Eleventh Circuit Court of Appeals - Published Opinions

Friday, July 28, 2017

Little: Constructive Possession of a CP Email Where Stored on the Server

In United States v. Little, No. 16-10664 (July 28, 2017) (Ed Carnes, William Pryor, Dubina), the Court affirmed a conviction and sentence for possessing and transporting child pornography.

As for the conviction, the defendant argued that venue was improper in Florida for his possession conviction, because he received an email with child pornography attached while he was in Texas and did not open that email while he was in Florida.  The Court rejected that argument for two reasons.  First, the Court found that the defendant unquestionably possessed a different email containing child pornography while in Florida, since he sent that email to someone else.  Even though that email was also the subject of the transportation count, that did not violate double jeopardy because possession and transportation have different elements.  Second, and in any event, the Court found that the defendant had constructive possession of the Texas email while he was in Florida, because he had the power to retrieve that email from the server, and he expressed an intention to do so by discussing trading child pornography.  Applying plain error, the Court also upheld the denial of a motion to sever the possession and transportation counts, emphasizing that they involved the same time-frame, same email account, and similar subject matter.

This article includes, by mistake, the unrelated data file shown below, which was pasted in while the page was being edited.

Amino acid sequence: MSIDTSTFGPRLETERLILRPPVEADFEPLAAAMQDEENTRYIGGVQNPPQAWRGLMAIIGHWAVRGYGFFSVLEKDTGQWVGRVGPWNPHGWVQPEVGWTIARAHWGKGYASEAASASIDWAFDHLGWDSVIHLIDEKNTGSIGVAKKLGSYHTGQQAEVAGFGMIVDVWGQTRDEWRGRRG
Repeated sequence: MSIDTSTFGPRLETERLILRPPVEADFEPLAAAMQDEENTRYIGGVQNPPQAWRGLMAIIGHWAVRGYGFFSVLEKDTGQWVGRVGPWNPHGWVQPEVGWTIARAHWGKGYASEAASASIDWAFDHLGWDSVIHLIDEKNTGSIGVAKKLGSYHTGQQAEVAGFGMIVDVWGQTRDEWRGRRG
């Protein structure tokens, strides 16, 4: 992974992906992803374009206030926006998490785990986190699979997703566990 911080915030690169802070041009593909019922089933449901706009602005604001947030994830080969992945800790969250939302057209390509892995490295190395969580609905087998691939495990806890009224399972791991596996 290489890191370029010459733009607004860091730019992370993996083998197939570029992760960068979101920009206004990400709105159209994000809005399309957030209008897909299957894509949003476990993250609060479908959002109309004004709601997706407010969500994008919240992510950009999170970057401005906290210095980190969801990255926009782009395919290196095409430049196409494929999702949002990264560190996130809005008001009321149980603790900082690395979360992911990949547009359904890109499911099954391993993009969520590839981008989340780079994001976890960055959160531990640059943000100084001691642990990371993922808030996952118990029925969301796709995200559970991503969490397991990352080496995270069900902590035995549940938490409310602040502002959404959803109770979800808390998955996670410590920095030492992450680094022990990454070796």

As for the sentence, the Court found that the district court did not err in applying the five-level enhancement for distributing child pornography with the expectation to receive a thing of value, pursuant to U.S.S.G. 2B2.2(b)(3)(B).  The Court found no clear error in finding that the evidence reflected an expectation of receiving child pornography, which was a thing of value.  The Court also upheld the two-level enhancement for using a computer in connection with the charged offense, pursuant to U.S.S.G. 2B2.2(b)(6).  The Court found that applying the enhancement did not result in impermissible double-counting, because his base-offense level did not fully account for his use of a computer.  Agreeing with five other circuits, the Court reasoned that, because not all transportation cases necessarily do require the use of a computer, that use was not fully reflected in the base-offense level for that count.